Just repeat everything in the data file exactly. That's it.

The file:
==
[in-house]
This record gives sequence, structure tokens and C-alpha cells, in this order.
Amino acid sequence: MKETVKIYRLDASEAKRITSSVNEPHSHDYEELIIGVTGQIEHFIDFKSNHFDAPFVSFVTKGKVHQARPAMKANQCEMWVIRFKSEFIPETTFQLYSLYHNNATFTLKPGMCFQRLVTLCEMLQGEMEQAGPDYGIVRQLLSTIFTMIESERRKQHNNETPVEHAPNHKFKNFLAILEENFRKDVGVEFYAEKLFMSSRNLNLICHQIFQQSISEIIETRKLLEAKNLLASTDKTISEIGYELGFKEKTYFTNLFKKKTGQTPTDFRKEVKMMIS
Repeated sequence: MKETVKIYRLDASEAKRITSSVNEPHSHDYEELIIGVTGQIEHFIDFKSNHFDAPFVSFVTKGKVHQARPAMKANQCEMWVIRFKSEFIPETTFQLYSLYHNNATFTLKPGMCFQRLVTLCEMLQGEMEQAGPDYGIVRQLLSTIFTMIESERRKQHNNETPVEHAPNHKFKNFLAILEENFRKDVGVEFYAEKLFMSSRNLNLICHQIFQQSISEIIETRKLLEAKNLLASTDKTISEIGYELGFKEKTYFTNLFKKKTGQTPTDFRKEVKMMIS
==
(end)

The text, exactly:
[in-house]
This record gives sequence, structure tokens and C-alpha cells, in this order.
Amino acid sequence: MKETVKIYRLDASEAKRITSSVNEPHSHDYEELIIGVTGQIEHFIDFKSNHFDAPFVSFVTKGKVHQARPAMKANQCEMWVIRFKSEFIPETTFQLYSLYHNNATFTLKPGMCFQRLVTLCEMLQGEMEQAGPDYGIVRQLLSTIFTMIESERRKQHNNETPVEHAPNHKFKNFLAILEENFRKDVGVEFYAEKLFMSSRNLNLICHQIFQQSISEIIETRKLLEAKNLLASTDKTISEIGYELGFKEKTYFTNLFKKKTGQTPTDFRKEVKMMIS
Repeated sequence: MKETVKIYRLDASEAKRITSSVNEPHSHDYEELIIGVTGQIEHFIDFKSNHFDAPFVSFVTKGKVHQARPAMKANQCEMWVIRFKSEFIPETTFQLYSLYHNNATFTLKPGMCFQRLVTLCEMLQGEMEQAGPDYGIVRQLLSTIFTMIESERRKQHNNETPVEHAPNHKFKNFLAILEENFRKDVGVEFYAEKLFMSSRNLNLICHQIFQQSISEIIETRKLLEAKNLLASTDKTISEIGYELGFKEKTYFTNLFKKKTGQTPTDFRKEVKMMIS